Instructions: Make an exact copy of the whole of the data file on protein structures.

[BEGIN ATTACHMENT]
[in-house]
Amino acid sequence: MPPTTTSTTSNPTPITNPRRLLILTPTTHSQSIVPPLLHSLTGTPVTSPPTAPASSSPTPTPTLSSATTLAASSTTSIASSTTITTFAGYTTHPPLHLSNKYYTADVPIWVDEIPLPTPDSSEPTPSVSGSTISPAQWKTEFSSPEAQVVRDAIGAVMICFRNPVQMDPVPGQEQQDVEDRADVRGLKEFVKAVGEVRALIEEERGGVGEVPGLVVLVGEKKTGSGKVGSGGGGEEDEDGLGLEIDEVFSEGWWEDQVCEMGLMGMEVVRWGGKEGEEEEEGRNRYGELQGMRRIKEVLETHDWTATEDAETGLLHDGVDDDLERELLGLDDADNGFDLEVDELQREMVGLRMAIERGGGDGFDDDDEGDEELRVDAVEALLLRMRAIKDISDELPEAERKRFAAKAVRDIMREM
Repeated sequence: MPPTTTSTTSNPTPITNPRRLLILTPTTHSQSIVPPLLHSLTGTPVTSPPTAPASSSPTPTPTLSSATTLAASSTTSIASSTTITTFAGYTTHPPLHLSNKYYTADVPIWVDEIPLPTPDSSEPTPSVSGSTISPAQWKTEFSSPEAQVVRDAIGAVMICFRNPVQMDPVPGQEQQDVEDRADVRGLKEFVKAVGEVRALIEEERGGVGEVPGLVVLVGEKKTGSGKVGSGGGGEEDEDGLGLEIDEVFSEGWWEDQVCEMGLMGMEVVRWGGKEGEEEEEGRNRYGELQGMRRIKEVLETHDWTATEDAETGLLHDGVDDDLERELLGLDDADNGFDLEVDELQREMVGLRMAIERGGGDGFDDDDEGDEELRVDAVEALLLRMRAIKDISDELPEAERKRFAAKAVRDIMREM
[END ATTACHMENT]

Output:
[in-house]
Amino acid sequence: MPPTTTSTTSNPTPITNPRRLLILTPTTHSQSIVPPLLHSLTGTPVTSPPTAPASSSPTPTPTLSSATTLAASSTTSIASSTTITTFAGYTTHPPLHLSNKYYTADVPIWVDEIPLPTPDSSEPTPSVSGSTISPAQWKTEFSSPEAQVVRDAIGAVMICFRNPVQMDPVPGQEQQDVEDRADVRGLKEFVKAVGEVRALIEEERGGVGEVPGLVVLVGEKKTGSGKVGSGGGGEEDEDGLGLEIDEVFSEGWWEDQVCEMGLMGMEVVRWGGKEGEEEEEGRNRYGELQGMRRIKEVLETHDWTATEDAETGLLHDGVDDDLERELLGLDDADNGFDLEVDELQREMVGLRMAIERGGGDGFDDDDEGDEELRVDAVEALLLRMRAIKDISDELPEAERKRFAAKAVRDIMREM
Repeated sequence: MPPTTTSTTSNPTPITNPRRLLILTPTTHSQSIVPPLLHSLTGTPVTSPPTAPASSSPTPTPTLSSATTLAASSTTSIASSTTITTFAGYTTHPPLHLSNKYYTADVPIWVDEIPLPTPDSSEPTPSVSGSTISPAQWKTEFSSPEAQVVRDAIGAVMICFRNPVQMDPVPGQEQQDVEDRADVRGLKEFVKAVGEVRALIEEERGGVGEVPGLVVLVGEKKTGSGKVGSGGGGEEDEDGLGLEIDEVFSEGWWEDQVCEMGLMGMEVVRWGGKEGEEEEEGRNRYGELQGMRRIKEVLETHDWTATEDAETGLLHDGVDDDLERELLGLDDADNGFDLEVDELQREMVGLRMAIERGGGDGFDDDDEGDEELRVDAVEALLLRMRAIKDISDELPEAERKRFAAKAVRDIMREM